In a future where a failed global-warming experiment kills off most life on the planet, a class system evolves aboard the Snowpiercer, a train that travels around the globe via a perpetual-motion engine. Over time a class system evolves on the train, with the elites inhabiting the front of the train and poor inhabiting the back of the train. Tired of their poor living conditions, the riders in the back revolt, attempting to seize control of the engine.
First off, I love the international cast. This is the type of international co-production that I like to see more of. Considering the somber heavy tone of the story, it’s surprising that this movie was even made. Every actor fits their part and they all happen to be character actors in an ensemble piece.
Chris Evans makes an engaging lead, never letting his stardom get in the way of his character. Watching him play such a righteous character never once reminded me of Captain America, and that’s probably the best thing I can say. Tilda Swinton is wonderfully ridiculous. When she first appeared, it threw me off because it was so over-the-top. Her character seemed to belong in another film. I wondered if it was possible for someone like that to exist in that environment but as the story unfolded, Swinton’s commitment to her cartoonish portrayal changed my opinion.
Song Kang-Ho is always an entertaining presence. He is held back by a language barrier but that is not enough to contain his natural funniness. Jamie Bell and Octavia Spencer both make a dramatic impact with their supporting roles. Alison Pill also has a memorable cameo that teeters between creepy and satirically hilarious.
Bong Joon-Ho tells a good proper social science fiction story. The metaphor of the train representing the hierarchy of social class was handled with subtlety. This could vary for other viewers, but the film’s ideas and themes never felt heavy for me. As the lower class move up each train car in a series of action set pieces, I found myself slowly detaching from what was going on and comfortably sinking into the film’s ideas (a problem I had with Edgar Wright’s The World’s End earlier this year). The story’s themes brought me back to the time when I read Aldous Huxley’s Brave New World and George Orwell’s Animal Farm in high school. I thought about human nature, social class and the rich versus the poor, but never for too long because the characters were about to discover what’s in the next train car. The middle portion of the film does sag a bit, but Bong Joon-Ho delivers some nice twists and turns along the way.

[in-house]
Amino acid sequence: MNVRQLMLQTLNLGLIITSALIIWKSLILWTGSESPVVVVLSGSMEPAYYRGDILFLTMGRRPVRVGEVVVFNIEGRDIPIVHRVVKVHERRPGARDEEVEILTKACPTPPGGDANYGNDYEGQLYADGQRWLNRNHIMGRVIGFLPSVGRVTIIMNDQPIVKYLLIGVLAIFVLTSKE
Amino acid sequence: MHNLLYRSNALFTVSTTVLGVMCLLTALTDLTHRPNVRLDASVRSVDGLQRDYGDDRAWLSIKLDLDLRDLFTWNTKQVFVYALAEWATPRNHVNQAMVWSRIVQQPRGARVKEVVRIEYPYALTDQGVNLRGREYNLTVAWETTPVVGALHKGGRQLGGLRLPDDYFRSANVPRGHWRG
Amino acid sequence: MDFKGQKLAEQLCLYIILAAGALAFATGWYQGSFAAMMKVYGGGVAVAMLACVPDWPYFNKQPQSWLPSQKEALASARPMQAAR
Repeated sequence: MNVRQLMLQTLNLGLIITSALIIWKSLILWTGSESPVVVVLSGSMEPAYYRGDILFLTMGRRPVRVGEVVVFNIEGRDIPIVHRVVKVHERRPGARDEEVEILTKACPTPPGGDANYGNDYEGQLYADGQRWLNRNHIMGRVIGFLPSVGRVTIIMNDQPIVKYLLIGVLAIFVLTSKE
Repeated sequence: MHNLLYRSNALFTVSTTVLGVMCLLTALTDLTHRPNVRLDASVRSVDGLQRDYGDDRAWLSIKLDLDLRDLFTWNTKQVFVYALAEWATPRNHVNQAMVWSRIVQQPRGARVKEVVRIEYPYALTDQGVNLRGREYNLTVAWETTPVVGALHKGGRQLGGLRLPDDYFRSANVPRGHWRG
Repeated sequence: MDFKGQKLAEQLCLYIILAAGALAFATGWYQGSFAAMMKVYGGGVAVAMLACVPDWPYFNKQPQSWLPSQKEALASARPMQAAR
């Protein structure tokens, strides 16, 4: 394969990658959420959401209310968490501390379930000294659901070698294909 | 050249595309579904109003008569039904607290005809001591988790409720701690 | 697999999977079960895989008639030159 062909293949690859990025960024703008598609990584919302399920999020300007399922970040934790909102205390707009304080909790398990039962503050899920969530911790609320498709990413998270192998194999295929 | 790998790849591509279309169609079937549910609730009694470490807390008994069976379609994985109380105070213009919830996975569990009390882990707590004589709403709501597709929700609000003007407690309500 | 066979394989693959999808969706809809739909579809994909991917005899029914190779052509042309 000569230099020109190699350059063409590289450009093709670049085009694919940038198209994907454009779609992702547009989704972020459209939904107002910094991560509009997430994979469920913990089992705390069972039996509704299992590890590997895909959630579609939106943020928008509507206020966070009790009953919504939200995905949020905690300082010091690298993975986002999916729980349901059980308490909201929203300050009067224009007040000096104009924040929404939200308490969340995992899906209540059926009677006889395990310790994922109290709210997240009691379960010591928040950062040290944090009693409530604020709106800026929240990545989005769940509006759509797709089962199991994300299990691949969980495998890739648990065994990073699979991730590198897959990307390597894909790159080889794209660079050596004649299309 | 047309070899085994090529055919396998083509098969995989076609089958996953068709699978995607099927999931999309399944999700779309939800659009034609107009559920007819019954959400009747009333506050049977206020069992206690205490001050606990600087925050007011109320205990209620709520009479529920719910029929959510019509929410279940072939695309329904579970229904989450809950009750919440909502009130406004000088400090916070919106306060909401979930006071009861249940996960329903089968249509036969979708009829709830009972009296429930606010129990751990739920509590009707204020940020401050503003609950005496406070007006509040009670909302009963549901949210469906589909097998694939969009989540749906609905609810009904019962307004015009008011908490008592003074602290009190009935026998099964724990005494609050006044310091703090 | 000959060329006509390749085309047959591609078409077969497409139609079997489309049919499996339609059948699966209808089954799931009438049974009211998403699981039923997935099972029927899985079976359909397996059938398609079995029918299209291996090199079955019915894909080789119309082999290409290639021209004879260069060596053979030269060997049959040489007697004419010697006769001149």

I read the news about the Weinstein Company is trying to cut a shorter version of Snowpiercer for its upcoming American release. Even thinking in Harvey Weinstein’s terms (and believe me, witnessing the amount of Asian cinema has neutered by Weinstein for the last decade, I consider myself an expert), I don’t see what he thinks Americans won’t understand about the social politics and story in Snowpiercer.
The only commercial concern that I can think of is the Korean language portions of the film because American audiences apparently dislike reading subtitles. Korean only takes up a small portion of the film. And actually, an universal translating device is aptly written into film for audiences that prefer to listen. That or Weinstein just wants to put down his authorial stamp for unearthing Asian cinema to the West. So don’t be patronized, if it’s available, please go see the original director’s version. It’s solid science fiction made with proper intentions by a cast and crew that are passionate about the material.
Stoker by Park Chan Wook